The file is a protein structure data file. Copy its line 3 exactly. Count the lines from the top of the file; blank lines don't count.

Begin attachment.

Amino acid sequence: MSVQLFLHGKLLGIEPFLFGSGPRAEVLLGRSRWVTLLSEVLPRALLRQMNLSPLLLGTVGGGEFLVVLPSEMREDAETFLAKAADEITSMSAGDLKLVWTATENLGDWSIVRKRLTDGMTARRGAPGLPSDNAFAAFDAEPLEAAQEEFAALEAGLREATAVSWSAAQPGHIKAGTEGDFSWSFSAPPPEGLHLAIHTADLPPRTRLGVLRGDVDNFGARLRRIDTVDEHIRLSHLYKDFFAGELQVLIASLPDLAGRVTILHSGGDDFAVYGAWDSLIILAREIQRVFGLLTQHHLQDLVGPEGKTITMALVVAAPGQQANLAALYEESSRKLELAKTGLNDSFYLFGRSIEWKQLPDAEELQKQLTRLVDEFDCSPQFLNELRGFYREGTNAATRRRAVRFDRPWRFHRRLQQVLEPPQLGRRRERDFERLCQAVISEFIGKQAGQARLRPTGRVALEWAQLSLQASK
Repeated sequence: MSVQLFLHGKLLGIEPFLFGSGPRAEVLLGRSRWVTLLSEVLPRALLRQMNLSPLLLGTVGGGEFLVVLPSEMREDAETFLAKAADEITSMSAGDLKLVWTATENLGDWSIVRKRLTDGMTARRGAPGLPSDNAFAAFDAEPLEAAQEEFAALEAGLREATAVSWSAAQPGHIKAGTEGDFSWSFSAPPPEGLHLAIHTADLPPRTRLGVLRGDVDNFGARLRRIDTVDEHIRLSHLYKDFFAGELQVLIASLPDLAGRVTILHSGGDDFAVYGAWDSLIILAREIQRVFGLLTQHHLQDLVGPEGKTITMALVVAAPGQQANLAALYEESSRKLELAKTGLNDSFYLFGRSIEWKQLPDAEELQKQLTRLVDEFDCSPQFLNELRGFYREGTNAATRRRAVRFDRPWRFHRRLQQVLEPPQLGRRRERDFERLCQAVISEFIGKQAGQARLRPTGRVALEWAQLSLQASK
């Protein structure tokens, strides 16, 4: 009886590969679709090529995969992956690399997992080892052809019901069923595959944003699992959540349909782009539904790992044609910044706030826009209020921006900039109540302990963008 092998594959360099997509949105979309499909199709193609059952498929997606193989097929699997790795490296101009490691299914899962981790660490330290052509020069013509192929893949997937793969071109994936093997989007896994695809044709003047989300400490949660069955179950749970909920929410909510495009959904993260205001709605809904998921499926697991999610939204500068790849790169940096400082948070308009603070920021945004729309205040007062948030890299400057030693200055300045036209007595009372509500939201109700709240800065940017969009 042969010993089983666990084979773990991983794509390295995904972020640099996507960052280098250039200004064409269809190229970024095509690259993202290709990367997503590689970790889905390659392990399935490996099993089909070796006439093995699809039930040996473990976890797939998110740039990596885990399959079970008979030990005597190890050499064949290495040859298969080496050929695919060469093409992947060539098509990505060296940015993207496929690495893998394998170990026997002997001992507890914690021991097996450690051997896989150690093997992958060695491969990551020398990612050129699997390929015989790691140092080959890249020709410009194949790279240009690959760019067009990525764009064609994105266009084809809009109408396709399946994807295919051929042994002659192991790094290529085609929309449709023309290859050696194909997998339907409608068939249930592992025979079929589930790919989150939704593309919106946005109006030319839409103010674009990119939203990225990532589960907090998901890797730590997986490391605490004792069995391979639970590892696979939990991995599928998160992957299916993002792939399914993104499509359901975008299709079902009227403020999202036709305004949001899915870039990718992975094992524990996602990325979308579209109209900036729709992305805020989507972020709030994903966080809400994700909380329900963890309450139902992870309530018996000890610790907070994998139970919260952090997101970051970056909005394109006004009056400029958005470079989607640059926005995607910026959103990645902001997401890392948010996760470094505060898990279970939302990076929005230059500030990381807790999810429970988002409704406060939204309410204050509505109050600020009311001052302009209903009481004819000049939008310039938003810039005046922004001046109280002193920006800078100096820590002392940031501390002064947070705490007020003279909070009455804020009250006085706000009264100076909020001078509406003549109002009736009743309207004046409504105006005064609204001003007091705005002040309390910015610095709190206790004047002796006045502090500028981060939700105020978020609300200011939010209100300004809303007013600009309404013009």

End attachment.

């Protein structure tokens, strides 16, 4: 009886590969679709090529995969992956690399997992080892052809019901069923595959944003699992959540349909782009539904790992044609910044706030826009209020921006900039109540302990963008 092998594959360099997509949105979309499909199709193609059952498929997606193989097929699997790795490296101009490691299914899962981790660490330290052509020069013509192929893949997937793969071109994936093997989007896994695809044709003047989300400490949660069955179950749970909920929410909510495009959904993260205001709605809904998921499926697991999610939204500068790849790169940096400082948070308009603070920021945004729309205040007062948030890299400057030693200055300045036209007595009372509500939201109700709240800065940017969009 042969010993089983666990084979773990991983794509390295995904972020640099996507960052280098250039200004064409269809190229970024095509690259993202290709990367997503590689970790889905390659392990399935490996099993089909070796006439093995699809039930040996473990976890797939998110740039990596885990399959079970008979030990005597190890050499064949290495040859298969080496050929695919060469093409992947060539098509990505060296940015993207496929690495893998394998170990026997002997001992507890914690021991097996450690051997896989150690093997992958060695491969990551020398990612050129699997390929015989790691140092080959890249020709410009194949790279240009690959760019067009990525764009064609994105266009084809809009109408396709399946994807295919051929042994002659192991790094290529085609929309449709023309290859050696194909997998339907409608068939249930592992025979079929589930790919989150939704593309919106946005109006030319839409103010674009990119939203990225990532589960907090998901890797730590997986490391605490004792069995391979639970590892696979939990991995599928998160992957299916993002792939399914993104499509359901975008299709079902009227403020999202036709305004949001899915870039990718992975094992524990996602990325979308579209109209900036729709992305805020989507972020709030994903966080809400994700909380329900963890309450139902992870309530018996000890610790907070994998139970919260952090997101970051970056909005394109006004009056400029958005470079989607640059926005995607910026959103990645902001997401890392948010996760470094505060898990279970939302990076929005230059500030990381807790999810429970988002409704406060939204309410204050509505109050600020009311001052302009209903009481004819000049939008310039938003810039005046922004001046109280002193920006800078100096820590002392940031501390002064947070705490007020003279909070009455804020009250006085706000009264100076909020001078509406003549109002009736009743309207004046409504105006005064609204001003007091705005002040309390910015610095709190206790004047002796006045502090500028981060939700105020978020609300200011939010209100300004809303007013600009309404013009």